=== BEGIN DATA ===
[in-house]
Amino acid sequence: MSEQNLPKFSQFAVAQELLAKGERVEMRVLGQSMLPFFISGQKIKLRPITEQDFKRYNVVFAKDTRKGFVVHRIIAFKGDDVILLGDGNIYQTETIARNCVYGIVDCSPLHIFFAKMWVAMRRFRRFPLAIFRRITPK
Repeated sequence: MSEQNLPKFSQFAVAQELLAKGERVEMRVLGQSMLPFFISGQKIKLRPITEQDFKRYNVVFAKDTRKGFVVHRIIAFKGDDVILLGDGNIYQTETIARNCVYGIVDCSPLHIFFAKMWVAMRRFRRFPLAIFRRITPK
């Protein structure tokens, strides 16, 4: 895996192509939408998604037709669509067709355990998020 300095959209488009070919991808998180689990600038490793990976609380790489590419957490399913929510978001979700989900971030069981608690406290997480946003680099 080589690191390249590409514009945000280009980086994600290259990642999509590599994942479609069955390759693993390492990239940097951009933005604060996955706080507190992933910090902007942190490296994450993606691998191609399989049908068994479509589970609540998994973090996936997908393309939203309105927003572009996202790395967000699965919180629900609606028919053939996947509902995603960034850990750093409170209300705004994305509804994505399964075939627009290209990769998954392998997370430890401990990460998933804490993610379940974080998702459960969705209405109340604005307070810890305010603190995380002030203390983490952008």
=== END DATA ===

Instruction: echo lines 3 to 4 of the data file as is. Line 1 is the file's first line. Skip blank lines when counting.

Repeated sequence: MSEQNLPKFSQFAVAQELLAKGERVEMRVLGQSMLPFFISGQKIKLRPITEQDFKRYNVVFAKDTRKGFVVHRIIAFKGDDVILLGDGNIYQTETIARNCVYGIVDCSPLHIFFAKMWVAMRRFRRFPLAIFRRITPK
């Protein structure tokens, strides 16, 4: 895996192509939408998604037709669509067709355990998020 300095959209488009070919991808998180689990600038490793990976609380790489590419957490399913929510978001979700989900971030069981608690406290997480946003680099 080589690191390249590409514009945000280009980086994600290259990642999509590599994942479609069955390759693993390492990239940097951009933005604060996955706080507190992933910090902007942190490296994450993606691998191609399989049908068994479509589970609540998994973090996936997908393309939203309105927003572009996202790395967000699965919180629900609606028919053939996947509902995603960034850990750093409170209300705004994305509804994505399964075939627009290209990769998954392998997370430890401990990460998933804490993610379940974080998702459960969705209405109340604005307070810890305010603190995380002030203390983490952008």